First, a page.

The deepest gratitude toward Thầy Độ - my Vietnamese language teacher
In August 1995, as Secretary of State Warren Christopher traveled to Hanoi to cut the ribbon on a new U.S. embassy, I began learning Vietnamese. It is a hard language. While the grammar is straightforward, pronunciation is exceedingly difficult. Most words have a single syllable, pronounced staccato fashion, with two-syllable compounds that are difficult to identify as words unless you already know their meaning. In the north, the language has six tones, while in the south it has five, and there are regional dialects all over the country that are almost mutually unintelligible. Vowels come in more than one form, so you must listen very carefully for subtle differences. Distinguishing between the tones, the strange vowels, and the slight variations between words that sound almost exactly alike can be a real challenge.
I struggled for months to have the language make sense, and then I experienced two breakthroughs. The first was in early 1996, when my Vietnamese language teachers, Cô Hiền, Thầy Độ, and Thầy Duy (from the south, north, and center of Vietnam, respectively) taught our small group of students to appreciate the significance of Tết—Vietnam’s lunar new year celebration, which is like Christmas, Easter, and Hanukkah all wrapped into one holiday -- and especially its food. Members of the Vietnamese diaspora, no matter where they lived, celebrated Tết, even if they couldn’t visit the graves of their ancestors.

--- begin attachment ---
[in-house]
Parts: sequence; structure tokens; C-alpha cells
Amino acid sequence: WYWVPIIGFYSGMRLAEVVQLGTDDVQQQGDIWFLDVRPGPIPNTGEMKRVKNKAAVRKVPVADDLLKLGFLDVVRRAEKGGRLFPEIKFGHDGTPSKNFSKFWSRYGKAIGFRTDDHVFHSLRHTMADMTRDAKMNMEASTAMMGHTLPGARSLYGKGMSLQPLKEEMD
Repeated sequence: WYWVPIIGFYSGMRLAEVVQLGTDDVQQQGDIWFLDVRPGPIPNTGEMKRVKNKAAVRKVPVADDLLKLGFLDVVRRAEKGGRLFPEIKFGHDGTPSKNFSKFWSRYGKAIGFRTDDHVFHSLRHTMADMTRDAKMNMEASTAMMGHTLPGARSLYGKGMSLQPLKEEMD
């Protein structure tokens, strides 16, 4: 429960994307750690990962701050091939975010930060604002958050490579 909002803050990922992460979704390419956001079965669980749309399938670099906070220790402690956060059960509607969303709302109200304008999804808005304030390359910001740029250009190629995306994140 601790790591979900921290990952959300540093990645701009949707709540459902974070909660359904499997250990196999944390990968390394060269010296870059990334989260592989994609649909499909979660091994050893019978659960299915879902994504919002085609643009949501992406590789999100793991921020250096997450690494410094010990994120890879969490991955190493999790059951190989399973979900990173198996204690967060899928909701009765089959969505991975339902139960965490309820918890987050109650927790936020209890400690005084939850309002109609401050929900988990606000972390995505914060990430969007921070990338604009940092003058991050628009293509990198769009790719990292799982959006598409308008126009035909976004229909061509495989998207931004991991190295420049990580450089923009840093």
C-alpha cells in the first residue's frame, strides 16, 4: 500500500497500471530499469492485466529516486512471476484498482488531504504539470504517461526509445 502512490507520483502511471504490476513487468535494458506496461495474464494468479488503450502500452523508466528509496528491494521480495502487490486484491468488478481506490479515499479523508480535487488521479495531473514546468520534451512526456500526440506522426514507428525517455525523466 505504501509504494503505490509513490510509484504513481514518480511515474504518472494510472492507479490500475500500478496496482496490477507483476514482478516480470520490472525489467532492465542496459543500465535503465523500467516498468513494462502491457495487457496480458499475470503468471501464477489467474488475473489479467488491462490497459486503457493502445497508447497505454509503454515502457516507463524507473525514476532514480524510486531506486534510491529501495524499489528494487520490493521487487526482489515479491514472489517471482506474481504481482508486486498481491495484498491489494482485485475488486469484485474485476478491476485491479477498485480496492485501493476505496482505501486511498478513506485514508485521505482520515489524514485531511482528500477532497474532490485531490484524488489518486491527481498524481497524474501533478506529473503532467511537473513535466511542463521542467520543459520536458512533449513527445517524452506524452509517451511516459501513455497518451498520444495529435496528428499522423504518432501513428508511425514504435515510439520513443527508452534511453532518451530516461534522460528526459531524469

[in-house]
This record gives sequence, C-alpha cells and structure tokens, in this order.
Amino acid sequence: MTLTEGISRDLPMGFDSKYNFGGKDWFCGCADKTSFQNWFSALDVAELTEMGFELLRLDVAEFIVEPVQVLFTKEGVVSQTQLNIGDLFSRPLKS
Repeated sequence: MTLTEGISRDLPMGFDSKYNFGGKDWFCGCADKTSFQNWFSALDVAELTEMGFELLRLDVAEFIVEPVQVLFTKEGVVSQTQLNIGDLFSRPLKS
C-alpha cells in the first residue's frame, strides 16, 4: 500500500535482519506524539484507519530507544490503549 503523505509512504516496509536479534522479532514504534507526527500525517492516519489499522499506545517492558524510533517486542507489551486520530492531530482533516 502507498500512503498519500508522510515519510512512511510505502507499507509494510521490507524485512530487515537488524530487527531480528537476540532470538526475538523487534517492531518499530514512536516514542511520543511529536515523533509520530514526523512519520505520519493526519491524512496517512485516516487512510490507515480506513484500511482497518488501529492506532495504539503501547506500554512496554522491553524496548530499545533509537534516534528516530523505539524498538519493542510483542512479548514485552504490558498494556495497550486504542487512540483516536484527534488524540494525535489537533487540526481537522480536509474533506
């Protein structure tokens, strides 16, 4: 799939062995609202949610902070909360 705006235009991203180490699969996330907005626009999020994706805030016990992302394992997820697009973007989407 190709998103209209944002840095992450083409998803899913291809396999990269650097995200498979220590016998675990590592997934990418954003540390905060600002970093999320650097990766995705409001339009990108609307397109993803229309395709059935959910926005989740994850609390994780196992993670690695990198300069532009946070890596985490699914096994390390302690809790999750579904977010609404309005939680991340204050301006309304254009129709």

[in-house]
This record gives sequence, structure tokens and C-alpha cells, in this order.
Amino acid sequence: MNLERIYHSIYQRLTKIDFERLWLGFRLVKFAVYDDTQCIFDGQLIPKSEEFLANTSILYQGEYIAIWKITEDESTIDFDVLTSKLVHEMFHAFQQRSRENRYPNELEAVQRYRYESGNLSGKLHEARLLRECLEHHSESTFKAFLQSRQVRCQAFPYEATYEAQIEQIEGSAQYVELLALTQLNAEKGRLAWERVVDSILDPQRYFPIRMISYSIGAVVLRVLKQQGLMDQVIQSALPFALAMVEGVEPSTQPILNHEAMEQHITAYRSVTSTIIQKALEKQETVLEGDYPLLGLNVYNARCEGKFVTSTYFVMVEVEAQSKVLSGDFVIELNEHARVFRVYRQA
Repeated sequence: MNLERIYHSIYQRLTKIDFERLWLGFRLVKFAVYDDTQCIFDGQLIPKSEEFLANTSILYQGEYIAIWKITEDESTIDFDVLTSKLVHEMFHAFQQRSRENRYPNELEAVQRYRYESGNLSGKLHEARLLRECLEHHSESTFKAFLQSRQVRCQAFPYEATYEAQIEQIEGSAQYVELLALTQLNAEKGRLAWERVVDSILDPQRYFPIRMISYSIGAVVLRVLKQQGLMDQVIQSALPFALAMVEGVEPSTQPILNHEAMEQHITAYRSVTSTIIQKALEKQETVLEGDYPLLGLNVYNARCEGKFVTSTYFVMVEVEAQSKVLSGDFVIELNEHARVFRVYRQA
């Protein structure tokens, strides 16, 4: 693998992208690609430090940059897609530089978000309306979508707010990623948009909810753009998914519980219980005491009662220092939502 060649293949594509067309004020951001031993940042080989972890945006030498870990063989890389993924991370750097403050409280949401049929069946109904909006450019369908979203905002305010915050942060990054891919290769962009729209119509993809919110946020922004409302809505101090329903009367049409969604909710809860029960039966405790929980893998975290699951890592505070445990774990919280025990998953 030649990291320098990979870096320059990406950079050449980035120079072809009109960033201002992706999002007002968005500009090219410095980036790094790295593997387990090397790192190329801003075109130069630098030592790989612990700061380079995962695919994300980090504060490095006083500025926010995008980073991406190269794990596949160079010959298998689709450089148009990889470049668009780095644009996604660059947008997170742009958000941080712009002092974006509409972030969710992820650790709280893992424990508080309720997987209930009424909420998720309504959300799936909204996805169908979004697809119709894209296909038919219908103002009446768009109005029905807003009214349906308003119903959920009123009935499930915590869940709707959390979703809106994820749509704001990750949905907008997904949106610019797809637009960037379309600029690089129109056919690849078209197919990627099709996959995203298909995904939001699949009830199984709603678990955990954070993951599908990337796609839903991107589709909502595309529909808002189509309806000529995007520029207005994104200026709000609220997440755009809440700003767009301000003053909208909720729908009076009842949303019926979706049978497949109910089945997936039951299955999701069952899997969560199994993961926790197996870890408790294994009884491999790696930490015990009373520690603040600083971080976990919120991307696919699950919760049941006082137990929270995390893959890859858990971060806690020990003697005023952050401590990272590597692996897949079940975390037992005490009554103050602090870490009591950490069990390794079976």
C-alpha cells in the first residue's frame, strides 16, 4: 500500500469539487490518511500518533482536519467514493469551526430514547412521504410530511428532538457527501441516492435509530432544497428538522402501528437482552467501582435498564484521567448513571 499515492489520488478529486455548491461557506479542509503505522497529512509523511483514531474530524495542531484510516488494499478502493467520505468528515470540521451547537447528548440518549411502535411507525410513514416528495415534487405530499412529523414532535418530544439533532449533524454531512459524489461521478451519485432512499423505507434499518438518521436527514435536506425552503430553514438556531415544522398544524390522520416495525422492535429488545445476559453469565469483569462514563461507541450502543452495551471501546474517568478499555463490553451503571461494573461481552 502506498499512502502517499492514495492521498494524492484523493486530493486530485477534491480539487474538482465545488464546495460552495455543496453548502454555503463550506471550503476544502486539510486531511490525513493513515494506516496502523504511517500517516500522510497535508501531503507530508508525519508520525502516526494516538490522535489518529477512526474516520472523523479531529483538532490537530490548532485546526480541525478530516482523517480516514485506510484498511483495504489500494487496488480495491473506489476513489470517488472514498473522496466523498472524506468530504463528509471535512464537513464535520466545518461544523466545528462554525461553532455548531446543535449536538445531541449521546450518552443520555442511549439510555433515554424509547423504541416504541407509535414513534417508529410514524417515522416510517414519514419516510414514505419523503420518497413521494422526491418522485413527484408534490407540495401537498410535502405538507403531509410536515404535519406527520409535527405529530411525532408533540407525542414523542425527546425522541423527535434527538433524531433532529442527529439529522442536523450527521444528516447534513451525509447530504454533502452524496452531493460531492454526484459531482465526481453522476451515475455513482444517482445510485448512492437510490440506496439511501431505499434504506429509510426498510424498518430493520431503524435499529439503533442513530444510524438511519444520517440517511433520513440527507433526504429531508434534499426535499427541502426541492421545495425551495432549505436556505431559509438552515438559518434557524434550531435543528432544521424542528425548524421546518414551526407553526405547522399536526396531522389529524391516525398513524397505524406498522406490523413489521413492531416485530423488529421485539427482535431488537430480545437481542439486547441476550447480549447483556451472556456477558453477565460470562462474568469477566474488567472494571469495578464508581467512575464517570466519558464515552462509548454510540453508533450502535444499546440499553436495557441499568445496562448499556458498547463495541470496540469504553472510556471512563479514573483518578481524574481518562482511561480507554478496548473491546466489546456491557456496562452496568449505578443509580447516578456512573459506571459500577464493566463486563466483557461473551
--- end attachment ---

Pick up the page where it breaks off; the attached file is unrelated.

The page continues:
The second breakthrough occurred when I visited Vietnam for the first time in the spring of 1996 for a two-week immersion tour. Another language student and I would park ourselves in a club in Hồ Chí Minh City, where bar girls would chat with us, happy to be paid for doing nothing more than talking. Being able to ask a question and understand the answer from a hotel clerk or cyclo (pedicab) driver felt like a miracle.
I still feel the deepest gratitude toward Thầy Độ, the most exacting of our three teachers. He sought precision in our tones and pronunciation, not an easy task with distracted Foreign Service Officers. So I was very pleased when I saw him last week, and I thanked him for enriching my life by teaching me Vietnamese. Thầy Độ is now retired, but I was happy to learn that he had pre-ordered Nothing Is Impossible: America’s Reconciliation with Vietnam. As it shipped last week, he’ll receive his copy this week.
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